Meanwhile, the 747 is waiting for a new home which is being constructed during the next year adjacent to the school.  This construction project will finally give the plane, and many other historical aircraft from the Museum of Flight’s collection, a roof that will protect them as well as improve the visitor's experience. No doubt having historic aircraft such as this jumbo jet nearby will continue to inspire and energize the 400 or so students enrolled at this extraordinary high school.

Posted by: Mark Albert 3. July 2015

A CNC Machine with Nine Controls

One obstacle to training the next generation of machine operators and engineers is exposing them to the variety of machine types and controls they are likely to encounter when they are hired. A community college in Illinois has the answer—training machines from Emco Maier with exchangeable control panels.

One of the newest models installed at the school, a ConceptMill 250, offers as many as nine different exchangeable CNC operator panels, including FANUC and Siemens versions. “Once our students are out of school, they could be in a shop that runs either CNC system,” Jack Adwell says. He is the dean of the Business Technology Division at the school. “This feature allows our students to become proficient with both controllers, and they will be prepared to operate effectively in either environment.”

Richland’s CNC lab also includes on-machine training with 10 offline computer stations using Emco control keyboards.

Learn how students and their potential employers benefit from these advanced training machines.

Posted by: Mark Albert 29. June 2015

News from Horn’s Technology Days

Every two years, cutting tool and carbide specialist Horn invites customers, distributors, suppliers and the industrial press to Tübingen, Germany for its Technology Days event. This year, from June 17-19, more than 3,000 guests participated. They had much to learn about because Horn is in a growth mode. Its production facilities and office space are growing. Its product lines are growing. Its workforce is growing. And its technical knowledge base is growing as well.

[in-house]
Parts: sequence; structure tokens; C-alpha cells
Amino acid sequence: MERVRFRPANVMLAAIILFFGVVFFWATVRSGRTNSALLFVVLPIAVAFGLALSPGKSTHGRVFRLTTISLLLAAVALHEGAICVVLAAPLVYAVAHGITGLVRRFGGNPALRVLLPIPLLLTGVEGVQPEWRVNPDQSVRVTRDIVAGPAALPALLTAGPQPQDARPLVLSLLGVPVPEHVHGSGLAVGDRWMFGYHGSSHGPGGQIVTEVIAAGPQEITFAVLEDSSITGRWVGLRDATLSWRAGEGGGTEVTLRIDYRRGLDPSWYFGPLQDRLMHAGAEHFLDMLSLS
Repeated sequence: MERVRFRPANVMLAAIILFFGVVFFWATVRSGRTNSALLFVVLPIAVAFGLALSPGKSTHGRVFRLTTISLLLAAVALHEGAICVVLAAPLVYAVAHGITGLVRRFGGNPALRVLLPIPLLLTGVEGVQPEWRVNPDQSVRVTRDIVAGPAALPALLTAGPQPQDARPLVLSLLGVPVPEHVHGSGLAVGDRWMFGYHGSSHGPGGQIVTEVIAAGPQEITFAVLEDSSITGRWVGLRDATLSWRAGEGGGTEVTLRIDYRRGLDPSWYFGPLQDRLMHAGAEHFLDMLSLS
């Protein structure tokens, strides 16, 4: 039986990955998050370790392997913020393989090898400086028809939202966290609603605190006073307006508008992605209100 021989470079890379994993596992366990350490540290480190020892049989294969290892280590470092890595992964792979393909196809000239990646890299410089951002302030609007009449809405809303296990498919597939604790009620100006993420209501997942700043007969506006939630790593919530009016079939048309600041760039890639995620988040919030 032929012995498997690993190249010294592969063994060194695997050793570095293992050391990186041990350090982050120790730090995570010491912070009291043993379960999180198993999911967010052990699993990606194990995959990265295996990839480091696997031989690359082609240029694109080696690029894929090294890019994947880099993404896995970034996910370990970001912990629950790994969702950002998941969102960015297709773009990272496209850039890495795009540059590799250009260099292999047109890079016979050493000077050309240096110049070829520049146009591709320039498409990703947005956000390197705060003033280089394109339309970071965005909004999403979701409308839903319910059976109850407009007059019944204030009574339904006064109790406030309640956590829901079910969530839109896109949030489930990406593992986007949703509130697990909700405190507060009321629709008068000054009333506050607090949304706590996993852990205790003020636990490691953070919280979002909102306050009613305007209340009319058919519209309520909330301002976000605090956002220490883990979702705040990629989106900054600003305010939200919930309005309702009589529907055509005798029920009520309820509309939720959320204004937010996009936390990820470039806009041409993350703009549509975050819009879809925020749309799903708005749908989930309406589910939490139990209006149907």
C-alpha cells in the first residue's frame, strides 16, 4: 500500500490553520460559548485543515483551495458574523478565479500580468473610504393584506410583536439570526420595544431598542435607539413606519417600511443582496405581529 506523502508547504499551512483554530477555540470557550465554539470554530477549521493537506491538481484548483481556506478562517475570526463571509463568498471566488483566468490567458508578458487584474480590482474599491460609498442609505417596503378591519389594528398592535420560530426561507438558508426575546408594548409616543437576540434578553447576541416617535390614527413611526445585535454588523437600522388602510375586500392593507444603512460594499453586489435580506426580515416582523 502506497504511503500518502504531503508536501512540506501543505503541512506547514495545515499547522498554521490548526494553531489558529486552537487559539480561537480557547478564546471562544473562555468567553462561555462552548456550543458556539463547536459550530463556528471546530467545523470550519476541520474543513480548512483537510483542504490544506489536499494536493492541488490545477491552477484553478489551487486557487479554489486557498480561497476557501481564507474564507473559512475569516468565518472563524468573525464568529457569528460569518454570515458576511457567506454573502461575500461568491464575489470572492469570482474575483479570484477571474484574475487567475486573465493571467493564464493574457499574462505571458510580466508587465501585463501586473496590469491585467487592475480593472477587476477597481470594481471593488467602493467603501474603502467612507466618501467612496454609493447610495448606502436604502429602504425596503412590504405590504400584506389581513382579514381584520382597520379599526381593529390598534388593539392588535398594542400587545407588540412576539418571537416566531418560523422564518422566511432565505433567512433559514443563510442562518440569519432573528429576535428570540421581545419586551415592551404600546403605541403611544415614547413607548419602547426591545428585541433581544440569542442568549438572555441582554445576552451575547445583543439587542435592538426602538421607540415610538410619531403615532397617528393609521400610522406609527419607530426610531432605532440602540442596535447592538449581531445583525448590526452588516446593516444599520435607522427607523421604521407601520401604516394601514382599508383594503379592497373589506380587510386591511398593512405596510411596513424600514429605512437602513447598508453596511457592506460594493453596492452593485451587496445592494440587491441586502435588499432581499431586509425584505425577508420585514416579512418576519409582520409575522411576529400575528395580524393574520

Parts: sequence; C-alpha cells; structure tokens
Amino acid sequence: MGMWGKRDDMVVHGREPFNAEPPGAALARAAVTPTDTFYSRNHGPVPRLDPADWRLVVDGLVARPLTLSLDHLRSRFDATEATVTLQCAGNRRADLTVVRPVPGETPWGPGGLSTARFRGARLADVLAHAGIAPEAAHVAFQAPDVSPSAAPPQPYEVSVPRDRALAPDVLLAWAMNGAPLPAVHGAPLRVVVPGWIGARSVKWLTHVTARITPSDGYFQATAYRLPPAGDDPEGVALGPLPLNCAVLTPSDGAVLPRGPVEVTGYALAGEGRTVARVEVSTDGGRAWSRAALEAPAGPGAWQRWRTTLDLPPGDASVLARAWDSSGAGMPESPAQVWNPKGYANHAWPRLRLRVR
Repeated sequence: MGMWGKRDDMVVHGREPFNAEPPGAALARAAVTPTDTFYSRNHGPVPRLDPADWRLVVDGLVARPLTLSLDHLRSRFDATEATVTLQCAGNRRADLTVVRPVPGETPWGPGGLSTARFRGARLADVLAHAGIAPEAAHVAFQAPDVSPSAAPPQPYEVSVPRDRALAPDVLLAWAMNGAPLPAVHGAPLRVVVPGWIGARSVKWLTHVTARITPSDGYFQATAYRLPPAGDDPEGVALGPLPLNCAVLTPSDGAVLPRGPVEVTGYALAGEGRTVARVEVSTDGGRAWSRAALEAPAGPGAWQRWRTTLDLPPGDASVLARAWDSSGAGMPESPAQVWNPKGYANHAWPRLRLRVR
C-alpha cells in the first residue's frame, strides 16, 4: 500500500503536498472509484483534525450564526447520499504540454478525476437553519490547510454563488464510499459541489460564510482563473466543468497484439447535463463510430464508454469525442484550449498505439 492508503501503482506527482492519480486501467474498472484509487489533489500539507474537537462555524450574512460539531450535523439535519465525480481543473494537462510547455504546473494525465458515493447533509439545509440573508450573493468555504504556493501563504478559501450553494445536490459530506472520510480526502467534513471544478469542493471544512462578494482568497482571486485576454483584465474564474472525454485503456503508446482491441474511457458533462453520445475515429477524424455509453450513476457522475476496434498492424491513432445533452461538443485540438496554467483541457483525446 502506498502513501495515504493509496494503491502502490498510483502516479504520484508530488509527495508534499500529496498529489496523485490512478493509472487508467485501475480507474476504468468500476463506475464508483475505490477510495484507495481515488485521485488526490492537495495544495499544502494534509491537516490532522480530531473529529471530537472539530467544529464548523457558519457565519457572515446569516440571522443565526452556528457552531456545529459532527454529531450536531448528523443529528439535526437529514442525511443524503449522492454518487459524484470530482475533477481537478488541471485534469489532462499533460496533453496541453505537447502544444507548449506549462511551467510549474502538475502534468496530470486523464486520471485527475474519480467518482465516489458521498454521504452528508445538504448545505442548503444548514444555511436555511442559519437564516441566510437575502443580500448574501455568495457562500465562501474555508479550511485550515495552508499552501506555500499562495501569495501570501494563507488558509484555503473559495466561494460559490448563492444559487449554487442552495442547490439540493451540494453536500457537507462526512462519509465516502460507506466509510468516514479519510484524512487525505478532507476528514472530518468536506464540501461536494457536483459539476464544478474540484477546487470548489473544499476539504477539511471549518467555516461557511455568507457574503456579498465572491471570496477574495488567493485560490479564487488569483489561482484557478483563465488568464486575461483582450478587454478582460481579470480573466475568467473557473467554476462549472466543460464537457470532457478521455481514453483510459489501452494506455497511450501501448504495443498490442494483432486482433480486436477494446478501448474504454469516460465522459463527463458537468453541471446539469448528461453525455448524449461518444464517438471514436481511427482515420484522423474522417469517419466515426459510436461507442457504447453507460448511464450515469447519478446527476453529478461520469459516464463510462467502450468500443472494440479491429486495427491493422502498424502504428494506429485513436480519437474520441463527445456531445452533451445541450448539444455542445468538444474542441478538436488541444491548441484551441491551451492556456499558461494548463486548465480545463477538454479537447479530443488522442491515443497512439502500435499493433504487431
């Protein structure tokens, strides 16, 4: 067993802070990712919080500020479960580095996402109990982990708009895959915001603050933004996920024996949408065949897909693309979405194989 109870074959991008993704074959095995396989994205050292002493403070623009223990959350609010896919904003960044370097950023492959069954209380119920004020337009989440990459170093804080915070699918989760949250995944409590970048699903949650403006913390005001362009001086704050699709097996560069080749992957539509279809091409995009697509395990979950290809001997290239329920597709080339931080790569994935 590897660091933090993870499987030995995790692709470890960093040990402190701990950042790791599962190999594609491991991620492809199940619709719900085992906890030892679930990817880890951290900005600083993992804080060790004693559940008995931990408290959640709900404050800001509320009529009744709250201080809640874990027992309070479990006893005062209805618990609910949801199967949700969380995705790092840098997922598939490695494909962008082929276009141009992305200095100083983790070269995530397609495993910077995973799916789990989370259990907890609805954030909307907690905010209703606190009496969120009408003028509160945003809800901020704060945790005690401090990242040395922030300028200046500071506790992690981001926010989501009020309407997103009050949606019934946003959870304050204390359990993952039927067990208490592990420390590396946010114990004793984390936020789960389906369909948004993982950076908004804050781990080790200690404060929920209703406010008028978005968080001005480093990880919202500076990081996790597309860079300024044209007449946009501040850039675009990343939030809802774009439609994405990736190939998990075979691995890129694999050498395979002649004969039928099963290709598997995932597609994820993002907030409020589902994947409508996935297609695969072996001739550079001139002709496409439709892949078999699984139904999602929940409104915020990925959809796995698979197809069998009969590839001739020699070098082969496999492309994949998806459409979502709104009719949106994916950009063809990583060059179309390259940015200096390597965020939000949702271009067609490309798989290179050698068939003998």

Here are some of the highlights of the company news revealed at this event.

Twice As Much Production Space

Horn's third plant in Tubingen will be completed in 2016.

Horn’s third plant in Tübingen will be ready to occupy at the end of 2016.

Horn is adding 12,000 m² of new production in the near vicinity of Tübingen, a university town in the Swabia region of Germany, not far from Stuttgart. By the time it is ready for occupation at the end of 2016, a total of 55 million euros will have been invested in the new site, which is located close to the existing production facilities. This investment represents 30 million euros in the building and 25 million in production technology, which the company says now establishes the state of art in tooling and carbide production.

The two-story production hall will cover a total surface area of 15,000 m². Toolholder production, the coating department and logistics will occupy the additional space when they move into the new building at the end of 2016. The future logistics center will offer three times the capacity of the existing one so that customer delivery can be expedited. The production range currently includes more than 20,000 different types of standard tooling items. On top of that, more than 120,000 customized tooling solutions have been supplied to date. Every year, around 96,000 production orders are processed and approximately nine million inserts are produced in batches of 90 pieces (on average) with a 97 percent degree of automation, the company reports.

About 100 new employees have been added in the last year. In anticipation of the new building’s completion and the extra capacity that it will provide, Horn expects to create additional jobs in the years to come.

New Office Building Announced

Initial plan's for Horn's new office building

Initial plan for Horn’s new office building.

A new office building will be constructed next to the main factory and existing office building. The design features six levels with a total of 3,500 m² of usable floor space. It will provide offices, meeting rooms and seminar rooms for customer training. Cost of the new office building is estimated at 15 million euros.

Commenting on these plans, managing director Lothar Horn said: "We are investing in our future; our customers especially will see the advantages as we continue to focus on quicker delivery, quality, innovation and precision. So too will our employees, benefiting from a first-class working environment with modern buildings, machinery and equipment.”